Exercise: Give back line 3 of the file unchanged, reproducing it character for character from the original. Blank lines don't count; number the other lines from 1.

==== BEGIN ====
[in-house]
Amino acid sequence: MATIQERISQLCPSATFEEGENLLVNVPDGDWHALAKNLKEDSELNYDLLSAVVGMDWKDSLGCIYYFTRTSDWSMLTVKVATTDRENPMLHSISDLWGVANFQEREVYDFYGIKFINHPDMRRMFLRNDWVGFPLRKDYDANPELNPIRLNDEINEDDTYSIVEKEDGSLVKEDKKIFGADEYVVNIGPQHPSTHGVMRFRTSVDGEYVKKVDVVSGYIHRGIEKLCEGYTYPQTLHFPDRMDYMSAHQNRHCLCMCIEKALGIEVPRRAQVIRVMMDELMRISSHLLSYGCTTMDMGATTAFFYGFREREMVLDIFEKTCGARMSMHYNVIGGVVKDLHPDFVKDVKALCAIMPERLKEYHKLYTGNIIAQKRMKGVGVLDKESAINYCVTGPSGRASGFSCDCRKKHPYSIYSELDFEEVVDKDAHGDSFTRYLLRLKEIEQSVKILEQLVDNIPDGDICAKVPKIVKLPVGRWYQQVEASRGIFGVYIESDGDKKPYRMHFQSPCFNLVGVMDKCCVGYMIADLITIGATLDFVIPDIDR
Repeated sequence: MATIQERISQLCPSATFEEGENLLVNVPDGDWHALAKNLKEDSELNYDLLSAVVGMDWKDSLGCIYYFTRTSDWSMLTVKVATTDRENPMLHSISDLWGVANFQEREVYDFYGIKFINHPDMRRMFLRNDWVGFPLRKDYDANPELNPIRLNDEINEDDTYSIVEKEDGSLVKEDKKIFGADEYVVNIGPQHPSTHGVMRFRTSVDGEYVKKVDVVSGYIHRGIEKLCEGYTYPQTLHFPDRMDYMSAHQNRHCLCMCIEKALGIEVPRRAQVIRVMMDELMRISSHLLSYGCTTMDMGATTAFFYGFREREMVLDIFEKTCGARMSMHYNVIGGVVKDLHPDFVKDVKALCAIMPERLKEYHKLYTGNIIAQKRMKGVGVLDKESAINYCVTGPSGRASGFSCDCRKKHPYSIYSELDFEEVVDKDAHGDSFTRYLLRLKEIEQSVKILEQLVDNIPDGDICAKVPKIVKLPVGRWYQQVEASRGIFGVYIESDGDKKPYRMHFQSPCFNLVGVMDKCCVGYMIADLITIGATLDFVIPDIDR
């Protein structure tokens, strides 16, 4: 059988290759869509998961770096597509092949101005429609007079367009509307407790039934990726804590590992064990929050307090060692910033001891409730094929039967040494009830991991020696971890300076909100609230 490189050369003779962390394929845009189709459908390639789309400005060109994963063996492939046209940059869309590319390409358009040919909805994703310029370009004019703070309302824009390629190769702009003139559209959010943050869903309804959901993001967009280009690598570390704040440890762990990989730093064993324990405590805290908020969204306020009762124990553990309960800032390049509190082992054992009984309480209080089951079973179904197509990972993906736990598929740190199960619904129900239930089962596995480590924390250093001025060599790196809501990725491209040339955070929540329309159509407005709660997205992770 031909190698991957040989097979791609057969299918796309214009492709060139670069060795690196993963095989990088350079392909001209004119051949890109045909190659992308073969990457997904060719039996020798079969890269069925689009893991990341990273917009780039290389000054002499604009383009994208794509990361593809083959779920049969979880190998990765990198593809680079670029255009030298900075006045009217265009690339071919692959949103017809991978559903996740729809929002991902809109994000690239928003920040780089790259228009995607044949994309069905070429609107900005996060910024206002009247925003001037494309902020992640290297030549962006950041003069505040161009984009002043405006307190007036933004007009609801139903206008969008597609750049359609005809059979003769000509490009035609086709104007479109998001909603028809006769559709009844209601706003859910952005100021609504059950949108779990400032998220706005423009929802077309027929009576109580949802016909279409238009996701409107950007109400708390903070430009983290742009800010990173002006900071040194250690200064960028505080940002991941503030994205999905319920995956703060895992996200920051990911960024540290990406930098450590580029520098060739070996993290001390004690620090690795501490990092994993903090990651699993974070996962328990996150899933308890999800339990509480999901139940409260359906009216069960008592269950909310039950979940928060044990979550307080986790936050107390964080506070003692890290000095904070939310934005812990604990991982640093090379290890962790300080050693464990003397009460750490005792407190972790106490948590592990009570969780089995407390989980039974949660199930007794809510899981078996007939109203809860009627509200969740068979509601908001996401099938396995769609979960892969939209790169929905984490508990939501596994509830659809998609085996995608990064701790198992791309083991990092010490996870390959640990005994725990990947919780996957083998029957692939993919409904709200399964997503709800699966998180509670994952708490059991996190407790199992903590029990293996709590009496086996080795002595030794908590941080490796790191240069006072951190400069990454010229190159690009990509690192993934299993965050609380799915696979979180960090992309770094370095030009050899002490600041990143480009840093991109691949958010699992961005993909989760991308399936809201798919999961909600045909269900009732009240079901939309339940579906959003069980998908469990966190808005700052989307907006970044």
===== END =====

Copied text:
Repeated sequence: MATIQERISQLCPSATFEEGENLLVNVPDGDWHALAKNLKEDSELNYDLLSAVVGMDWKDSLGCIYYFTRTSDWSMLTVKVATTDRENPMLHSISDLWGVANFQEREVYDFYGIKFINHPDMRRMFLRNDWVGFPLRKDYDANPELNPIRLNDEINEDDTYSIVEKEDGSLVKEDKKIFGADEYVVNIGPQHPSTHGVMRFRTSVDGEYVKKVDVVSGYIHRGIEKLCEGYTYPQTLHFPDRMDYMSAHQNRHCLCMCIEKALGIEVPRRAQVIRVMMDELMRISSHLLSYGCTTMDMGATTAFFYGFREREMVLDIFEKTCGARMSMHYNVIGGVVKDLHPDFVKDVKALCAIMPERLKEYHKLYTGNIIAQKRMKGVGVLDKESAINYCVTGPSGRASGFSCDCRKKHPYSIYSELDFEEVVDKDAHGDSFTRYLLRLKEIEQSVKILEQLVDNIPDGDICAKVPKIVKLPVGRWYQQVEASRGIFGVYIESDGDKKPYRMHFQSPCFNLVGVMDKCCVGYMIADLITIGATLDFVIPDIDR